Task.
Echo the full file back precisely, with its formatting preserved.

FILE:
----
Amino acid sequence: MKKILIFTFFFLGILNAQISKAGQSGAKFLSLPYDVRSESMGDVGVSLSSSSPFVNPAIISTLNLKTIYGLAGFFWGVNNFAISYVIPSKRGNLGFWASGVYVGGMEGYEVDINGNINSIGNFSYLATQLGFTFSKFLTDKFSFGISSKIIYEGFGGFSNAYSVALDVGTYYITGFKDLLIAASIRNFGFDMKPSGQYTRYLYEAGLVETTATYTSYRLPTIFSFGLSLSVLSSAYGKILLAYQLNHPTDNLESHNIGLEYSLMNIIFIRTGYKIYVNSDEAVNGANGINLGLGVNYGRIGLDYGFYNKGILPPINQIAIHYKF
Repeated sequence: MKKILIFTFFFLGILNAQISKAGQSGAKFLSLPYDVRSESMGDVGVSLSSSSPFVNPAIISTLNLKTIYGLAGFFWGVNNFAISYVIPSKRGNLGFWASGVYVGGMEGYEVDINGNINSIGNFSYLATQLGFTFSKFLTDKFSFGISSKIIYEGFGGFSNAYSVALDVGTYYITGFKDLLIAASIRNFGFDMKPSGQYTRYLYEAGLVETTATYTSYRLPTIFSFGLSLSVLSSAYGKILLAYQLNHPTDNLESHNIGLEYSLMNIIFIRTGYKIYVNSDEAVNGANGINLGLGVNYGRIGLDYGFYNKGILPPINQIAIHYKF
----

Amino acid sequence: MKKILIFTFFFLGILNAQISKAGQSGAKFLSLPYDVRSESMGDVGVSLSSSSPFVNPAIISTLNLKTIYGLAGFFWGVNNFAISYVIPSKRGNLGFWASGVYVGGMEGYEVDINGNINSIGNFSYLATQLGFTFSKFLTDKFSFGISSKIIYEGFGGFSNAYSVALDVGTYYITGFKDLLIAASIRNFGFDMKPSGQYTRYLYEAGLVETTATYTSYRLPTIFSFGLSLSVLSSAYGKILLAYQLNHPTDNLESHNIGLEYSLMNIIFIRTGYKIYVNSDEAVNGANGINLGLGVNYGRIGLDYGFYNKGILPPINQIAIHYKF
Repeated sequence: MKKILIFTFFFLGILNAQISKAGQSGAKFLSLPYDVRSESMGDVGVSLSSSSPFVNPAIISTLNLKTIYGLAGFFWGVNNFAISYVIPSKRGNLGFWASGVYVGGMEGYEVDINGNINSIGNFSYLATQLGFTFSKFLTDKFSFGISSKIIYEGFGGFSNAYSVALDVGTYYITGFKDLLIAASIRNFGFDMKPSGQYTRYLYEAGLVETTATYTSYRLPTIFSFGLSLSVLSSAYGKILLAYQLNHPTDNLESHNIGLEYSLMNIIFIRTGYKIYVNSDEAVNGANGINLGLGVNYGRIGLDYGFYNKGILPPINQIAIHYKF